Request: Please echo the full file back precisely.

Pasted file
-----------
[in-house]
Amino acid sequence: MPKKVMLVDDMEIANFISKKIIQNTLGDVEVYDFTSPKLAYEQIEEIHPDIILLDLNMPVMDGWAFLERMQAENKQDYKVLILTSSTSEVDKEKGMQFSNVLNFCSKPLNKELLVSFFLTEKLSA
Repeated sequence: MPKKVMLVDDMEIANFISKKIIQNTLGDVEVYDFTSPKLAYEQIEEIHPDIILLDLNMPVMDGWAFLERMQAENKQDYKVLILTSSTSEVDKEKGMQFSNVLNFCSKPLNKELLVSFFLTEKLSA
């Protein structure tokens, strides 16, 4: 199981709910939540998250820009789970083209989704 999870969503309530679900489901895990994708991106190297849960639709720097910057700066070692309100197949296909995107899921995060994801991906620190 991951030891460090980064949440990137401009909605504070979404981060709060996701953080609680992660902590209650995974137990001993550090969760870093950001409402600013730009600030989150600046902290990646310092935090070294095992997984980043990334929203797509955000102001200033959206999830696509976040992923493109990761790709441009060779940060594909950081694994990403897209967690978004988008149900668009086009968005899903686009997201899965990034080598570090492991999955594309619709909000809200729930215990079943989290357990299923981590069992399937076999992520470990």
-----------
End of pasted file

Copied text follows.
[in-house]
Amino acid sequence: MPKKVMLVDDMEIANFISKKIIQNTLGDVEVYDFTSPKLAYEQIEEIHPDIILLDLNMPVMDGWAFLERMQAENKQDYKVLILTSSTSEVDKEKGMQFSNVLNFCSKPLNKELLVSFFLTEKLSA
Repeated sequence: MPKKVMLVDDMEIANFISKKIIQNTLGDVEVYDFTSPKLAYEQIEEIHPDIILLDLNMPVMDGWAFLERMQAENKQDYKVLILTSSTSEVDKEKGMQFSNVLNFCSKPLNKELLVSFFLTEKLSA
């Protein structure tokens, strides 16, 4: 199981709910939540998250820009789970083209989704 999870969503309530679900489901895990994708991106190297849960639709720097910057700066070692309100197949296909995107899921995060994801991906620190 991951030891460090980064949440990137401009909605504070979404981060709060996701953080609680992660902590209650995974137990001993550090969760870093950001409402600013730009600030989150600046902290990646310092935090070294095992997984980043990334929203797509955000102001200033959206999830696509976040992923493109990761790709441009060779940060594909950081694994990403897209967690978004988008149900668009086009968005899903686009997201899965990034080598570090492991999955594309619709909000809200729930215990079943989290357990299923981590069992399937076999992520470990």